To overexpress these proteins, salicylate (SAL) can be used to block the activity of MarR (Martin & Rosner, 1995) and paraquat (PQ) can oxidize and hence activate SoxR (Demple, 1996). Alternatively, 2,2′- or 4,4′-dipyridyl (DIP) enhances post-translational activation of Rob (Rosner et al., 2002). As a result of the homology in their DNA binding domains, these proteins activate overlapping regulons leading to two major phenotypes: (1) the superoxide resistance phenotype, which depends upon increasing the expression of the sodA, fpr, acnA, zwf, and fumC genes,
among others; and (2) the multiple antibiotic or multidrug resistance (MDR) phenotype, which mostly depends on activation of the acrAB, tolC, and micF genes (Pomposiello et al., 2001; Martin & Rosner, 2002). However, these activators learn more differ in the extents to which they activate particular promoters, for example, SoxS activates fpr to a PARP inhibitor much greater extent than MarA does. According to these differences, overexpression of SoxS leads to greater superoxide resistance than overexpression of MarA. The primary basis of these effects is because of small differences in the binding affinities of the proteins to the DNA, particularly to the binding sequences termed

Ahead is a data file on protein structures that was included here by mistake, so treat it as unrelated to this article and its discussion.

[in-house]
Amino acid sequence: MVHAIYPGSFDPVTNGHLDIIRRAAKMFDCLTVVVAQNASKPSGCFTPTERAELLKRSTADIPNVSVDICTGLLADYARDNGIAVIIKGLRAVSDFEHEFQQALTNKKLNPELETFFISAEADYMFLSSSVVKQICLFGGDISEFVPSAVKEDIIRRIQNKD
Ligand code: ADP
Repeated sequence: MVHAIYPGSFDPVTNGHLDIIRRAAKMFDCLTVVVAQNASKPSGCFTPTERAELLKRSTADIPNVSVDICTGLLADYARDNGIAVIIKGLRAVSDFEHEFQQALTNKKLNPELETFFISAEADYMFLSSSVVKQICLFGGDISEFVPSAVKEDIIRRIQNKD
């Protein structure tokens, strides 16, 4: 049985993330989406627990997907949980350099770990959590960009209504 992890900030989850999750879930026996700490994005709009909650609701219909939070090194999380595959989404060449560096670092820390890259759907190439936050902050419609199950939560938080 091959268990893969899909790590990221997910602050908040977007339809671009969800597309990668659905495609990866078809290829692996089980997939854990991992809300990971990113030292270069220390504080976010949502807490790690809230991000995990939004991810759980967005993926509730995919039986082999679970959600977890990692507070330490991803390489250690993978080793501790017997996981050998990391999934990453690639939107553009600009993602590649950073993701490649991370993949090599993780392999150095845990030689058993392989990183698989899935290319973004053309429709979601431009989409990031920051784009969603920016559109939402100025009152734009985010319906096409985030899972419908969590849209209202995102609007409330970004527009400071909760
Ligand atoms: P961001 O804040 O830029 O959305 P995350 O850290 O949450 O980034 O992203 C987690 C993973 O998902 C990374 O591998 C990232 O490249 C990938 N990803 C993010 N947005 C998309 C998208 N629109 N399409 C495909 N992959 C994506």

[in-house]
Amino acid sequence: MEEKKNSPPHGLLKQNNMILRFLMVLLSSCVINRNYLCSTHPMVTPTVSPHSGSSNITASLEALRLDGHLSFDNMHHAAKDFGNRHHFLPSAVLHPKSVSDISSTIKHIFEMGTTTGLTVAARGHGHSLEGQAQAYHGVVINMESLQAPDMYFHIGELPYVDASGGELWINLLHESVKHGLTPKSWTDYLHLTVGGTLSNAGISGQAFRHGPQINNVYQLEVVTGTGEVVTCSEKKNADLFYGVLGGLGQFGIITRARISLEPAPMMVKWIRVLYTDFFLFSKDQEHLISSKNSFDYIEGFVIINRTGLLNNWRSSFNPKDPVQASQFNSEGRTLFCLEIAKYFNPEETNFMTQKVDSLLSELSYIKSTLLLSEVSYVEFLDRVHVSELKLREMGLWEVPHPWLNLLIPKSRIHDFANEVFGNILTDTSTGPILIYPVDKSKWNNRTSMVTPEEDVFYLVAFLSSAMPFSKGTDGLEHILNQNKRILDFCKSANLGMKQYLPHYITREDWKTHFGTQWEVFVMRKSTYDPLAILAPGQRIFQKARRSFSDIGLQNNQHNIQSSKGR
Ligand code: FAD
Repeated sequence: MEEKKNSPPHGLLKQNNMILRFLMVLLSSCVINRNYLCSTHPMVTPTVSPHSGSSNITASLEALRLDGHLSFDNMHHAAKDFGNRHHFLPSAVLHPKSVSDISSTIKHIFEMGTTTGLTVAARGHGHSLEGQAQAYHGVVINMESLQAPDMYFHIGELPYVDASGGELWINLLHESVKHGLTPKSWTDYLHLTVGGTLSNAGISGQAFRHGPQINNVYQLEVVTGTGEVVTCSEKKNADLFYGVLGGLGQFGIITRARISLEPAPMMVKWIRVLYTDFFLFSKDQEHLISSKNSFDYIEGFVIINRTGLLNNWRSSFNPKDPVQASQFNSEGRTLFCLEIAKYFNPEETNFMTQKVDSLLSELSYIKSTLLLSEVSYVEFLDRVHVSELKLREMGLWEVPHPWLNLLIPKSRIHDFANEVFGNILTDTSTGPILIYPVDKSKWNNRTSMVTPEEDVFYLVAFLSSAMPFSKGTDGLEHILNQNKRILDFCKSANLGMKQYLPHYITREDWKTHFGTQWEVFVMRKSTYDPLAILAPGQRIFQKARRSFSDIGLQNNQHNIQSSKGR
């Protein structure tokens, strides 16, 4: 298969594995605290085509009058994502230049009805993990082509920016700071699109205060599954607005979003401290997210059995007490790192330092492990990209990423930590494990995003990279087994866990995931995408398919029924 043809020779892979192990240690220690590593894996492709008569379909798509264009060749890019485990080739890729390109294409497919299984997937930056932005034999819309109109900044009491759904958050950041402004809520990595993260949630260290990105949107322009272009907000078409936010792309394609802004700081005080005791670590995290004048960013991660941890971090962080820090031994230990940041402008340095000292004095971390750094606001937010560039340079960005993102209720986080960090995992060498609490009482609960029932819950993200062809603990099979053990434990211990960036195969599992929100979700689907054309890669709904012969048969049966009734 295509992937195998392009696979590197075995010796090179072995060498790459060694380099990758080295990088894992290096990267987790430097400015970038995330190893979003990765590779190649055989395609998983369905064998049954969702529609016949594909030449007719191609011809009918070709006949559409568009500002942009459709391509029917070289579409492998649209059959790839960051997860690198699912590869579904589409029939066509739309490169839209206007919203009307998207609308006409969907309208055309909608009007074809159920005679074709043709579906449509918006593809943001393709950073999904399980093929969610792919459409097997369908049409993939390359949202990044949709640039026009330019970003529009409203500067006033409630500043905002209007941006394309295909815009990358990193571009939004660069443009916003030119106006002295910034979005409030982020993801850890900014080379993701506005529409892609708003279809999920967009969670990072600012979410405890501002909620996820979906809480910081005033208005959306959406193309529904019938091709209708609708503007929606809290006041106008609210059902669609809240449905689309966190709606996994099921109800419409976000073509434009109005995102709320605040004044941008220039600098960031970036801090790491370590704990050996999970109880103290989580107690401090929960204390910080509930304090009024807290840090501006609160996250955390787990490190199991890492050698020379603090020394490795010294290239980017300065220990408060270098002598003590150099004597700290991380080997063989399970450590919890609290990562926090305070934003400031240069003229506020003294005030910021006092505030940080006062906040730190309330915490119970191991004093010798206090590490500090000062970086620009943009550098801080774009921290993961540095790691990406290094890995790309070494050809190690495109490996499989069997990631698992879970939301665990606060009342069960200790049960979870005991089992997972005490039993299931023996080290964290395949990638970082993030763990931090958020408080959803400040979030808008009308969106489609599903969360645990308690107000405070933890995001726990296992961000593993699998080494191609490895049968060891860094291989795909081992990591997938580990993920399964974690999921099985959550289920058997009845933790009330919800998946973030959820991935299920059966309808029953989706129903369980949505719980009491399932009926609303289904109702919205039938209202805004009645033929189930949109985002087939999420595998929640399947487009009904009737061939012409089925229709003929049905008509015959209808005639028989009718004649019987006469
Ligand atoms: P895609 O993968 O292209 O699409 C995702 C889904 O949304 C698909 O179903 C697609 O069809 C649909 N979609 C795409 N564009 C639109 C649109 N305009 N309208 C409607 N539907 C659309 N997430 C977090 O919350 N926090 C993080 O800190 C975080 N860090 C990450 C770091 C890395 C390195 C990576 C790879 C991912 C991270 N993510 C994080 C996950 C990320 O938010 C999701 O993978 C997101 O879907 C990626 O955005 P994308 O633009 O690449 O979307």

soxbox, when SoxS is the primary activator, or marbox, when all three activators can bind and activate the downstream genes (Fawcett & Wolf, 1995; Martin et al., 2000; Martin & Rosner, 2011). Mutations within marR (leading to a lack of repressor function) and soxR (leading to a constitutively active state) have been found to overexpress the corresponding activators, MarA and SoxS, and hence show an MDR phenotype in addition to organic solvent tolerance associated with the overexpression of the efflux pump AcrAB/TolC (Oethinger et al., 1998; Kern et al., 2000; Koutsolioutsou et al., 2005). In a previous study of our group (Fabrega et al., 2010), the stiripentol differences in gene expression between an MDR
E. coli selected in vitro and its susceptible parental clinical isolate were analyzed. Several genes were found to be up-regulated in the resistant mutant, for example, soxS, marA, acrAB, and ompN, and a mutation within soxR, leading to a truncated form of the protein and thus to a constitutively active state, was detected as the most likely explanation for the MDR phenotype. This work has focused on the study of the increased expression of the ompN gene and its possible link with the resistance phenotype. OmpN, like OmpX and OmpW, is one of the minor porins present in E. coli that are poorly expressed and it is closely related to other quiescent porins such as the OmpS1 of Salmonella Typhi and OmpK36 of Klebsiella pneumonia. Moreover, it displays functional properties (single-channel conductance) that closely resemble those of the OmpC porin (Prilipov et al., 1998). However, the physiological role of OmpN is yet to be determined. The bacterial strains and plasmids used in this study are listed in Table 1.